Often called a “geological scandal”, the subsoil of DRC is bursting with various minerals and enormous reserves of energy. The most well-know mining resources are those of clusters of tin, nobium and copper, to which we can also add manganese, gold and diamonds. As for energy wealth, we can point to the oil off-shore in the Atlantic, and to major deposits in the north east, which have already stimulated many appetites within the Mafia-like underworld, as much Congolese as international, to the disgust of local people. Also, uranium from the south east of the country, as well as methane gas from Lake Kivu, make up part of the energy resources that the country cannot seem to manage properly right now or in the future. This lack of authority and control of its own wealth, betrayed by unprecedented trafficking operations in the east of the country, controlled by armed gangs with, unhappily often, the complicity of the Congolese themselves to the detriment of their own country.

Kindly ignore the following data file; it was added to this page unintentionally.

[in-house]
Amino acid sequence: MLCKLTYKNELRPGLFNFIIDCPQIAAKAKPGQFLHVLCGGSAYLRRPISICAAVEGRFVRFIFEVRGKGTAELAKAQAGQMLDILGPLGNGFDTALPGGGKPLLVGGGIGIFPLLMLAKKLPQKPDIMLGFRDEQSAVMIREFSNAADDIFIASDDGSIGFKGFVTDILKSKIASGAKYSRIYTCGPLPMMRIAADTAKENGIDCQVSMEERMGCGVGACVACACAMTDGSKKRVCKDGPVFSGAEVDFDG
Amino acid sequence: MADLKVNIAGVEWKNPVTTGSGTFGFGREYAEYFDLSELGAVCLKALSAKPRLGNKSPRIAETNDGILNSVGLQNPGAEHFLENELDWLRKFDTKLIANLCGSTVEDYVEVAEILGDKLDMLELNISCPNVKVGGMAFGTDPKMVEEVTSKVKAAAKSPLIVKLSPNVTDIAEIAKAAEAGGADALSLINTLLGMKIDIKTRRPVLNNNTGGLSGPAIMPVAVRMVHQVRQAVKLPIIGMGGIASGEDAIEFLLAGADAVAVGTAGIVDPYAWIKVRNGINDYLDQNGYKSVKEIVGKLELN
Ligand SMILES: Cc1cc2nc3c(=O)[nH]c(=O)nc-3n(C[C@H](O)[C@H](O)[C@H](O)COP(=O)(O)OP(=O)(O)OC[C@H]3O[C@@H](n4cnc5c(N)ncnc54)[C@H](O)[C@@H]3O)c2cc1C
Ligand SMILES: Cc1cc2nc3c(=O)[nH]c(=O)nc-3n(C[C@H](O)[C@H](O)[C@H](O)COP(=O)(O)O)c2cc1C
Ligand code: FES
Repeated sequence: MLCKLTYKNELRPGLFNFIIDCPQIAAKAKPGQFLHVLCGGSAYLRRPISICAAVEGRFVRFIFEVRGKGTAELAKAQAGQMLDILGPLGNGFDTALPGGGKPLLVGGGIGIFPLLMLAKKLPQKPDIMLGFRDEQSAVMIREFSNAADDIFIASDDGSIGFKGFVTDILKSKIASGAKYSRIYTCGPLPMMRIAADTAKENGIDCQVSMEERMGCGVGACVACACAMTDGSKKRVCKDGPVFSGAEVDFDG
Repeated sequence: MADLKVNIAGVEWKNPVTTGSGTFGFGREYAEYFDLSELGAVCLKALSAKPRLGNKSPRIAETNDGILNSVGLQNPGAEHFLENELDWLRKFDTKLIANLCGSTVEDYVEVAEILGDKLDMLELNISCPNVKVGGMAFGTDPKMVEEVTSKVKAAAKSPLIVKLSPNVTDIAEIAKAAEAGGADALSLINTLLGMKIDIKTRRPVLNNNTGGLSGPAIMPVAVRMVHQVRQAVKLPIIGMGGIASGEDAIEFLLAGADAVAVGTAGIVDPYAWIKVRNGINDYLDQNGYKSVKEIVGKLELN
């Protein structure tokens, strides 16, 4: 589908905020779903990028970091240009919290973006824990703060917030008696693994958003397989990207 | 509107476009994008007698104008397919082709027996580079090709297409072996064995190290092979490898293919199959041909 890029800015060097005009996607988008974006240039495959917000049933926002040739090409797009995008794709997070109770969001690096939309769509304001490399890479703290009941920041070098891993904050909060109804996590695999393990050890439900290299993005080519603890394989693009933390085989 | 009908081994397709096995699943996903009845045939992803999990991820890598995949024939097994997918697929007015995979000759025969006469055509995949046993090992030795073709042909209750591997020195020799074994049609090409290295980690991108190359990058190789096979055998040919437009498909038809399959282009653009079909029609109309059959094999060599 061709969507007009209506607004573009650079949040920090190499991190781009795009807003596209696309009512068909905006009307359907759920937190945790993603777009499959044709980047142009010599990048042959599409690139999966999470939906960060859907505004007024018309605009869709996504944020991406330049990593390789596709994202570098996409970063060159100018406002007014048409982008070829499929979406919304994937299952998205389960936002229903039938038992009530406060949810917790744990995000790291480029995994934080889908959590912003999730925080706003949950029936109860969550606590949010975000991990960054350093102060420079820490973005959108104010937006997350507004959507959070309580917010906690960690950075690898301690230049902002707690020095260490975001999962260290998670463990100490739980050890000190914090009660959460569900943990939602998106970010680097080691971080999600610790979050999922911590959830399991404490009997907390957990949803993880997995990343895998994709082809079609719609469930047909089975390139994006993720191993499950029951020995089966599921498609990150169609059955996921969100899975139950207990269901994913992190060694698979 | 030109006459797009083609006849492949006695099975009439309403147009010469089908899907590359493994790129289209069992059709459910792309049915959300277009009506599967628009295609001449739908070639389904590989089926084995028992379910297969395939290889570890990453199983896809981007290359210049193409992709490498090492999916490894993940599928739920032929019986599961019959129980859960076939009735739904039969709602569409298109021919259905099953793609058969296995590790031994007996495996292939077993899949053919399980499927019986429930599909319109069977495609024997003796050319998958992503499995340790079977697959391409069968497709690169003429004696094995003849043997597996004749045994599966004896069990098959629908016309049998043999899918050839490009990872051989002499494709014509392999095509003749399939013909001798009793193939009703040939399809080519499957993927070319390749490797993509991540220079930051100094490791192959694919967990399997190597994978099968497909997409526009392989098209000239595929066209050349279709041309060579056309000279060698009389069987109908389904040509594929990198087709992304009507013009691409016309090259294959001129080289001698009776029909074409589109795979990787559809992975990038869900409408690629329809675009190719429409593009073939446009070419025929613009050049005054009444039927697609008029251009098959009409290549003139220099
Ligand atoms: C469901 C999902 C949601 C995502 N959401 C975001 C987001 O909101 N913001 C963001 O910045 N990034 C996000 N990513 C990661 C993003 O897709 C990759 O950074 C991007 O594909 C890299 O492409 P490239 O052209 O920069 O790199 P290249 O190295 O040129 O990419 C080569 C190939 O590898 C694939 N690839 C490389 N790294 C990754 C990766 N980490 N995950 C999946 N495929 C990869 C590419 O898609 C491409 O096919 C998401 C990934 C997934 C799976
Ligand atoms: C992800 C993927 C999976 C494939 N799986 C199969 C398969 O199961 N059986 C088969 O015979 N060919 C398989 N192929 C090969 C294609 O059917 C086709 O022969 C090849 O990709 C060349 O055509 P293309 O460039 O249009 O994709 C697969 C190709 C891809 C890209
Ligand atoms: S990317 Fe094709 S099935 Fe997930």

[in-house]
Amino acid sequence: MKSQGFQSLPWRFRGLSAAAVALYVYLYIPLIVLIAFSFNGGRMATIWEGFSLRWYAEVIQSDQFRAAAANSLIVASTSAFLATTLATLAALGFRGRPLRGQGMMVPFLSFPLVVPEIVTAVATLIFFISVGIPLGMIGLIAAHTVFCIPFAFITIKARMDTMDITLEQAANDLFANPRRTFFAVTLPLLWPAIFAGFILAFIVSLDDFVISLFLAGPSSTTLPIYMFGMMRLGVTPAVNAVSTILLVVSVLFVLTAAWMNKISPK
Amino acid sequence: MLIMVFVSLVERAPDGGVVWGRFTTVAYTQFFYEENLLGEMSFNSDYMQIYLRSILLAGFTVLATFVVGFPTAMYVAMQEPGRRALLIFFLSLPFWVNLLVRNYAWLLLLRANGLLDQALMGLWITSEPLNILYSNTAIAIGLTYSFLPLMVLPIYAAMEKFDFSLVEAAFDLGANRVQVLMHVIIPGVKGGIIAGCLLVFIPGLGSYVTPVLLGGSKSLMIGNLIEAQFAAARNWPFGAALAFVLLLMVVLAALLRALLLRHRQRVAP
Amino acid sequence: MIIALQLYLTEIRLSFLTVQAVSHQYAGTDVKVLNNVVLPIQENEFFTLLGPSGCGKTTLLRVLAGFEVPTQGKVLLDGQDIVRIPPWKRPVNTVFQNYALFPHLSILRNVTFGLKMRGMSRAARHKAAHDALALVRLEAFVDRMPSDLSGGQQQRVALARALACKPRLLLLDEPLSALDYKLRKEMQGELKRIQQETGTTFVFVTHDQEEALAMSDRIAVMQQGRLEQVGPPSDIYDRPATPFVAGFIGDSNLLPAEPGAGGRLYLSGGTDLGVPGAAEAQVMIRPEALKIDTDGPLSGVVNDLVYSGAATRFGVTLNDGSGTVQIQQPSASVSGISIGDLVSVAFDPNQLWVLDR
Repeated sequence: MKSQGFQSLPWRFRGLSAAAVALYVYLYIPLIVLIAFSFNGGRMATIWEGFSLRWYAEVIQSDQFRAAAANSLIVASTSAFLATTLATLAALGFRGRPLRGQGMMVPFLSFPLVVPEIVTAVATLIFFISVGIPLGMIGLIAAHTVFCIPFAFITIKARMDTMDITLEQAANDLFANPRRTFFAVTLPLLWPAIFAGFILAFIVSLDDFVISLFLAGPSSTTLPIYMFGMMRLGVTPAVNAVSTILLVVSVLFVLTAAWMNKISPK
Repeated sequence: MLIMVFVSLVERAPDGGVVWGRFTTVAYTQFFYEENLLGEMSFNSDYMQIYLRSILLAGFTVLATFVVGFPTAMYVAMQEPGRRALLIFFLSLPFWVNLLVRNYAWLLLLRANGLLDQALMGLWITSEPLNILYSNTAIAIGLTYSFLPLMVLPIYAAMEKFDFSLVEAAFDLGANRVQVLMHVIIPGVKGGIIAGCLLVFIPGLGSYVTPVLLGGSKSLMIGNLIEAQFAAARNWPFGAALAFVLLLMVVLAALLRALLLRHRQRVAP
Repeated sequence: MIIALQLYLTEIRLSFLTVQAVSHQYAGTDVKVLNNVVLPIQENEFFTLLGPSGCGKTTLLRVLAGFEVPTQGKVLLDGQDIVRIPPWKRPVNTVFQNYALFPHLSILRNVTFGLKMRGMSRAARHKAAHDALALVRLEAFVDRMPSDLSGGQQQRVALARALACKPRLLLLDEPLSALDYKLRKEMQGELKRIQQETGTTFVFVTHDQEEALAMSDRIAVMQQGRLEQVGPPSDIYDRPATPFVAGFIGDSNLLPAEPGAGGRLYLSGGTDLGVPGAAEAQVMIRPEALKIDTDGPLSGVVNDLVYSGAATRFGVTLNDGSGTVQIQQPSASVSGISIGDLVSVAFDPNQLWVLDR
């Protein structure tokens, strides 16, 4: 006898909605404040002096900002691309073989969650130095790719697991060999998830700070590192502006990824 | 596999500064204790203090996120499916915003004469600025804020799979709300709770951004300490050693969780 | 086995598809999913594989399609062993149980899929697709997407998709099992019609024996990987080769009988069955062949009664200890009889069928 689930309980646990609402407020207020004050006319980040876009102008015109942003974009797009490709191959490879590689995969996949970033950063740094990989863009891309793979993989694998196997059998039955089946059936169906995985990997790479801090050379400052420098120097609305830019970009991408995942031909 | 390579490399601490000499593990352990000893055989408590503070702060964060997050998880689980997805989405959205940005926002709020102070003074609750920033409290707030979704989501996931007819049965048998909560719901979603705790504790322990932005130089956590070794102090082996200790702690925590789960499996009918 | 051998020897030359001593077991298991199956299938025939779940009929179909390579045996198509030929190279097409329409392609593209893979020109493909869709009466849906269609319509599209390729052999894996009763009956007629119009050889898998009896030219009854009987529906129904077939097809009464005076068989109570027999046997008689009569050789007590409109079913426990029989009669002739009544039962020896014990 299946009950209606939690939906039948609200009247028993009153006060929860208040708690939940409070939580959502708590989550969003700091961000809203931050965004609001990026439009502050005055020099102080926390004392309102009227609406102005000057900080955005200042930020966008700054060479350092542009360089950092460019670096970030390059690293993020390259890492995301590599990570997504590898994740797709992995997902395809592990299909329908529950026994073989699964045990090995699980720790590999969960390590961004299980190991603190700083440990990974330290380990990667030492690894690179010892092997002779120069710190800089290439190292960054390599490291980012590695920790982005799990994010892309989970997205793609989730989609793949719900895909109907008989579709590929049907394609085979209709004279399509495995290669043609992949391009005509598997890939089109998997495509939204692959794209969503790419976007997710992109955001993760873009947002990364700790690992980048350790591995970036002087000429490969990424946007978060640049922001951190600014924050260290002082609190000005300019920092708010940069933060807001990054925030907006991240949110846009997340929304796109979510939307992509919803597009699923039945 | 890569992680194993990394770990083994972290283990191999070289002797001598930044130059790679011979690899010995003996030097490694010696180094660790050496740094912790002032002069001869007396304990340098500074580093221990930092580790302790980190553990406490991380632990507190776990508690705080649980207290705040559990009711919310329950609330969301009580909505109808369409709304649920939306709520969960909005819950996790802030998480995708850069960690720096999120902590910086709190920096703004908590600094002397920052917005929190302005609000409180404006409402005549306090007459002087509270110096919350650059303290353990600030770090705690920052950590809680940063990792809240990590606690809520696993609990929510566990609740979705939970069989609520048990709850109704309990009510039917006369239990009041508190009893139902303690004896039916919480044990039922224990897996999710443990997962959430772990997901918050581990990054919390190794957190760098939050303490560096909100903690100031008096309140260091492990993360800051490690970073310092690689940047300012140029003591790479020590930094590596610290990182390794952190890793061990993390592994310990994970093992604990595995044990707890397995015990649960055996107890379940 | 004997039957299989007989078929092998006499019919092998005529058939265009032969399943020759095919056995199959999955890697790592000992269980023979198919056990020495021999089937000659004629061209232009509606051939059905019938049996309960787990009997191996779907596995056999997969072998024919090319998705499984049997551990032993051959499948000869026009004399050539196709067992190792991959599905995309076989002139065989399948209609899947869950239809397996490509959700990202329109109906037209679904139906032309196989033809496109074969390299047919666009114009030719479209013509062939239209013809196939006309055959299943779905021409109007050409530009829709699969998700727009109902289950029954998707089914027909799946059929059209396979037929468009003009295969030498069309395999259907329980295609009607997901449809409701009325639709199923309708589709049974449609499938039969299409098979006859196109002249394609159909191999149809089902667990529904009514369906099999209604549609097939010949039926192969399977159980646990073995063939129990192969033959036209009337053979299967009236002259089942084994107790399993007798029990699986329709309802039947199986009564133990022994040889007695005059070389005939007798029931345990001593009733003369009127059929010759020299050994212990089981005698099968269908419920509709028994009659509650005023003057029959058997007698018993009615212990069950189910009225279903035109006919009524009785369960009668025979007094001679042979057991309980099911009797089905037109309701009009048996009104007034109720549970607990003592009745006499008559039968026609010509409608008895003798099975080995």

The causes of the internal conflicts within the DRC date from the dictatorship of Joseph-Désiré Mobutu, who remained in power until 1997:

La raison du plus fort était la meilleure, … médiocrité de la classe politique, … l’effondrement et le manque d’indépendance de l’appareil judiciaire …inexistence des services publics tant administratifs que sociaux. … Le recrutement des militaires que ce soit par le processus normal ou dans le cadre du brassage ou mixage, ce recrutement se fait sans tenir compte de la citoyenneté, de l’âge, de la moralité ou du passé judiciaire

The strongest reason was the best, … mediocrity of the political class, … the collapse and the lack of independence of the judiciary …non-existence of public services, both administrative and social. … The recruitment of soldiers, be it by the standard process or within the framework of brewing or mixing, this recruitment is done without taking account of the citizens, of the times, of morality or of the judicial past

The following video shows the hold that Mobutu had over the DRC during this period: Mobutu, King of Zaïre 2, Master of the Game [fr]:

Website Konexinfo [fr] traced how several countries found themselves implicated in this conflict:

La situation actuelle en RDC, dans la région du Kivu, découle de plusieurs conflits qui ont eu lieu depuis une vingtaine d’années dans la région des grands lacs africains. Ces multiples conflits sont liés les uns aux autres. De nouveaux seigneurs de la guerre prennent la relève de ceux qui accèdent au pouvoir.